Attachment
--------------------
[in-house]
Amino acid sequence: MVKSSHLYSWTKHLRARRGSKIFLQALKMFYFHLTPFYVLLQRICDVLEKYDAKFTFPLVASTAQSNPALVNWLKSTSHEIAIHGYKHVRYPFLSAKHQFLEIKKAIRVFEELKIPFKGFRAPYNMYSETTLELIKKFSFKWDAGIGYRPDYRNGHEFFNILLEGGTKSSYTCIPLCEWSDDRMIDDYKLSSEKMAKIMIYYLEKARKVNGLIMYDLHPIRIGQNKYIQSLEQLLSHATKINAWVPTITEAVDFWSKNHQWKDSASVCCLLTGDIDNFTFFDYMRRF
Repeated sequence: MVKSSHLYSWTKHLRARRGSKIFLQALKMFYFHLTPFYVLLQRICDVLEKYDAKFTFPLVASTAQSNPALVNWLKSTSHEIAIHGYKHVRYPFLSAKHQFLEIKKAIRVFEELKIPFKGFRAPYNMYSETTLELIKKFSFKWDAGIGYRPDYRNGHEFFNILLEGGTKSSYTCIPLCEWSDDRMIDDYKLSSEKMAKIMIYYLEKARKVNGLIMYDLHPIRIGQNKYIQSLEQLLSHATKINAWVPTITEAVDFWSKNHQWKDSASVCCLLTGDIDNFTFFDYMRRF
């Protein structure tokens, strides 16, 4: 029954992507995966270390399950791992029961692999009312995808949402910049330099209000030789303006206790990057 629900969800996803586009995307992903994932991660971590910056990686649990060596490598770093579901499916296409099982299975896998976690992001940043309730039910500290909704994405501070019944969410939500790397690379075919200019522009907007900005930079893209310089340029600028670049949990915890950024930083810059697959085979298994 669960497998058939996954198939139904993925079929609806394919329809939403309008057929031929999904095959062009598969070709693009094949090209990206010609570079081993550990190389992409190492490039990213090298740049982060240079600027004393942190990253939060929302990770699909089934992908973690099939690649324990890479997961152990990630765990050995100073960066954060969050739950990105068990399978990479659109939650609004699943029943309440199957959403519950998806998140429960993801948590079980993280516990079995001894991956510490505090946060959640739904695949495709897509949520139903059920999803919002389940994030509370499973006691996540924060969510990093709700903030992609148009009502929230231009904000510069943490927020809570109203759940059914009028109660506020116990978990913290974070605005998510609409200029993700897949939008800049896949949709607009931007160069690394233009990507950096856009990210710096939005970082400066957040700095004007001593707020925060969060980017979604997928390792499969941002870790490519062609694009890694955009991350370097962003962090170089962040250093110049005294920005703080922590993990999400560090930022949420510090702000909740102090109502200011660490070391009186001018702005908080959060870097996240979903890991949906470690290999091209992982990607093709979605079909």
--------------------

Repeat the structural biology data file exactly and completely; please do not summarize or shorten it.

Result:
[in-house]
Amino acid sequence: MVKSSHLYSWTKHLRARRGSKIFLQALKMFYFHLTPFYVLLQRICDVLEKYDAKFTFPLVASTAQSNPALVNWLKSTSHEIAIHGYKHVRYPFLSAKHQFLEIKKAIRVFEELKIPFKGFRAPYNMYSETTLELIKKFSFKWDAGIGYRPDYRNGHEFFNILLEGGTKSSYTCIPLCEWSDDRMIDDYKLSSEKMAKIMIYYLEKARKVNGLIMYDLHPIRIGQNKYIQSLEQLLSHATKINAWVPTITEAVDFWSKNHQWKDSASVCCLLTGDIDNFTFFDYMRRF
Repeated sequence: MVKSSHLYSWTKHLRARRGSKIFLQALKMFYFHLTPFYVLLQRICDVLEKYDAKFTFPLVASTAQSNPALVNWLKSTSHEIAIHGYKHVRYPFLSAKHQFLEIKKAIRVFEELKIPFKGFRAPYNMYSETTLELIKKFSFKWDAGIGYRPDYRNGHEFFNILLEGGTKSSYTCIPLCEWSDDRMIDDYKLSSEKMAKIMIYYLEKARKVNGLIMYDLHPIRIGQNKYIQSLEQLLSHATKINAWVPTITEAVDFWSKNHQWKDSASVCCLLTGDIDNFTFFDYMRRF
């Protein structure tokens, strides 16, 4: 029954992507995966270390399950791992029961692999009312995808949402910049330099209000030789303006206790990057 629900969800996803586009995307992903994932991660971590910056990686649990060596490598770093579901499916296409099982299975896998976690992001940043309730039910500290909704994405501070019944969410939500790397690379075919200019522009907007900005930079893209310089340029600028670049949990915890950024930083810059697959085979298994 669960497998058939996954198939139904993925079929609806394919329809939403309008057929031929999904095959062009598969070709693009094949090209990206010609570079081993550990190389992409190492490039990213090298740049982060240079600027004393942190990253939060929302990770699909089934992908973690099939690649324990890479997961152990990630765990050995100073960066954060969050739950990105068990399978990479659109939650609004699943029943309440199957959403519950998806998140429960993801948590079980993280516990079995001894991956510490505090946060959640739904695949495709897509949520139903059920999803919002389940994030509370499973006691996540924060969510990093709700903030992609148009009502929230231009904000510069943490927020809570109203759940059914009028109660506020116990978990913290974070605005998510609409200029993700897949939008800049896949949709607009931007160069690394233009990507950096856009990210710096939005970082400066957040700095004007001593707020925060969060980017979604997928390792499969941002870790490519062609694009890694955009991350370097962003962090170089962040250093110049005294920005703080922590993990999400560090930022949420510090702000909740102090109502200011660490070391009186001018702005908080959060870097996240979903890991949906470690290999091209992982990607093709979605079909």